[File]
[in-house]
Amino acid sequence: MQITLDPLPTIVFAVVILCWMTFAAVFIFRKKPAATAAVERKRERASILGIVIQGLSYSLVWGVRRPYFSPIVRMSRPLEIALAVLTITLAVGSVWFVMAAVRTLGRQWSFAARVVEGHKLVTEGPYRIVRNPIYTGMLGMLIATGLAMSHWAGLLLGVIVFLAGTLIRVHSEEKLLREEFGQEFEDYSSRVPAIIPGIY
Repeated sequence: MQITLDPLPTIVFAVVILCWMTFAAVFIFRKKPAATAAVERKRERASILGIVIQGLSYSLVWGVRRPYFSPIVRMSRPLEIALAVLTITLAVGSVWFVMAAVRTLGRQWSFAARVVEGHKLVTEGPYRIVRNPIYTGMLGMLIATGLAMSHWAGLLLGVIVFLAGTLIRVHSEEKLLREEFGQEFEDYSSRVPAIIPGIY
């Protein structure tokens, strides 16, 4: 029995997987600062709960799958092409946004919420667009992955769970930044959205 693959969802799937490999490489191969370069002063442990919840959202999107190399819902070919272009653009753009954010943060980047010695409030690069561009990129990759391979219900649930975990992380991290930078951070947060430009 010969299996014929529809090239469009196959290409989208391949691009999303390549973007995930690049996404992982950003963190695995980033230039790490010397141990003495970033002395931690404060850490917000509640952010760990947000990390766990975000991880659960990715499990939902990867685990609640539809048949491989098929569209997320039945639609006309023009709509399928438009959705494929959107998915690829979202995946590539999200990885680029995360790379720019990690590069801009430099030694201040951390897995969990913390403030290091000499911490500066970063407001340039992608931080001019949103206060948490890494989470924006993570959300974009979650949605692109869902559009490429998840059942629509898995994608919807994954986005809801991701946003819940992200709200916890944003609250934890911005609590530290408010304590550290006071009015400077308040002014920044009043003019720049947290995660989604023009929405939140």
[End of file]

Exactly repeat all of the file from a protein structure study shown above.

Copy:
[in-house]
Amino acid sequence: MQITLDPLPTIVFAVVILCWMTFAAVFIFRKKPAATAAVERKRERASILGIVIQGLSYSLVWGVRRPYFSPIVRMSRPLEIALAVLTITLAVGSVWFVMAAVRTLGRQWSFAARVVEGHKLVTEGPYRIVRNPIYTGMLGMLIATGLAMSHWAGLLLGVIVFLAGTLIRVHSEEKLLREEFGQEFEDYSSRVPAIIPGIY
Repeated sequence: MQITLDPLPTIVFAVVILCWMTFAAVFIFRKKPAATAAVERKRERASILGIVIQGLSYSLVWGVRRPYFSPIVRMSRPLEIALAVLTITLAVGSVWFVMAAVRTLGRQWSFAARVVEGHKLVTEGPYRIVRNPIYTGMLGMLIATGLAMSHWAGLLLGVIVFLAGTLIRVHSEEKLLREEFGQEFEDYSSRVPAIIPGIY
């Protein structure tokens, strides 16, 4: 029995997987600062709960799958092409946004919420667009992955769970930044959205 693959969802799937490999490489191969370069002063442990919840959202999107190399819902070919272009653009753009954010943060980047010695409030690069561009990129990759391979219900649930975990992380991290930078951070947060430009 010969299996014929529809090239469009196959290409989208391949691009999303390549973007995930690049996404992982950003963190695995980033230039790490010397141990003495970033002395931690404060850490917000509640952010760990947000990390766990975000991880659960990715499990939902990867685990609640539809048949491989098929569209997320039945639609006309023009709509399928438009959705494929959107998915690829979202995946590539999200990885680029995360790379720019990690590069801009430099030694201040951390897995969990913390403030290091000499911490500066970063407001340039992608931080001019949103206060948490890494989470924006993570959300974009979650949605692109869902559009490429998840059942629509898995994608919807994954986005809801991701946003819940992200709200916890944003609250934890911005609590530290408010304590550290006071009015400077308040002014920044009043003019720049947290995660989604023009929405939140």